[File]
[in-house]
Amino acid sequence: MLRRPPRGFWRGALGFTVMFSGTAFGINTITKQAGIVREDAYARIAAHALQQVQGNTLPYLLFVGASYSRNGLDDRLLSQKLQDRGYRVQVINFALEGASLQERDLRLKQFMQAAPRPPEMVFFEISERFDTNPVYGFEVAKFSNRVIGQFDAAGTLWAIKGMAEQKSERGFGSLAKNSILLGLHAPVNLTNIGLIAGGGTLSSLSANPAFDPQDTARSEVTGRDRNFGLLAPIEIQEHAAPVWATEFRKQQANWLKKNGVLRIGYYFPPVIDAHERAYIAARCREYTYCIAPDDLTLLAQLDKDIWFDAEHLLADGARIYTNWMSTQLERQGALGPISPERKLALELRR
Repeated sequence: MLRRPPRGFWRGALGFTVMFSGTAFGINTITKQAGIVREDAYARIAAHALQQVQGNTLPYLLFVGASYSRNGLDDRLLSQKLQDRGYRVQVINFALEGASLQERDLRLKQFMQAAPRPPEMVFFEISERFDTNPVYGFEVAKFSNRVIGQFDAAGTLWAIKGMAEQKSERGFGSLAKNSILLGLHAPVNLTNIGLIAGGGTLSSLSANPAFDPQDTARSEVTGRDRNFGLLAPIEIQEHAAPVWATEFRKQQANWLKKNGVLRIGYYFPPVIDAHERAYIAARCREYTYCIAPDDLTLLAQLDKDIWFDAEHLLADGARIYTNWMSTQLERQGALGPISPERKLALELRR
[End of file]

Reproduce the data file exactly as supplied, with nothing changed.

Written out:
[in-house]
Amino acid sequence: MLRRPPRGFWRGALGFTVMFSGTAFGINTITKQAGIVREDAYARIAAHALQQVQGNTLPYLLFVGASYSRNGLDDRLLSQKLQDRGYRVQVINFALEGASLQERDLRLKQFMQAAPRPPEMVFFEISERFDTNPVYGFEVAKFSNRVIGQFDAAGTLWAIKGMAEQKSERGFGSLAKNSILLGLHAPVNLTNIGLIAGGGTLSSLSANPAFDPQDTARSEVTGRDRNFGLLAPIEIQEHAAPVWATEFRKQQANWLKKNGVLRIGYYFPPVIDAHERAYIAARCREYTYCIAPDDLTLLAQLDKDIWFDAEHLLADGARIYTNWMSTQLERQGALGPISPERKLALELRR
Repeated sequence: MLRRPPRGFWRGALGFTVMFSGTAFGINTITKQAGIVREDAYARIAAHALQQVQGNTLPYLLFVGASYSRNGLDDRLLSQKLQDRGYRVQVINFALEGASLQERDLRLKQFMQAAPRPPEMVFFEISERFDTNPVYGFEVAKFSNRVIGQFDAAGTLWAIKGMAEQKSERGFGSLAKNSILLGLHAPVNLTNIGLIAGGGTLSSLSANPAFDPQDTARSEVTGRDRNFGLLAPIEIQEHAAPVWATEFRKQQANWLKKNGVLRIGYYFPPVIDAHERAYIAARCREYTYCIAPDDLTLLAQLDKDIWFDAEHLLADGARIYTNWMSTQLERQGALGPISPERKLALELRR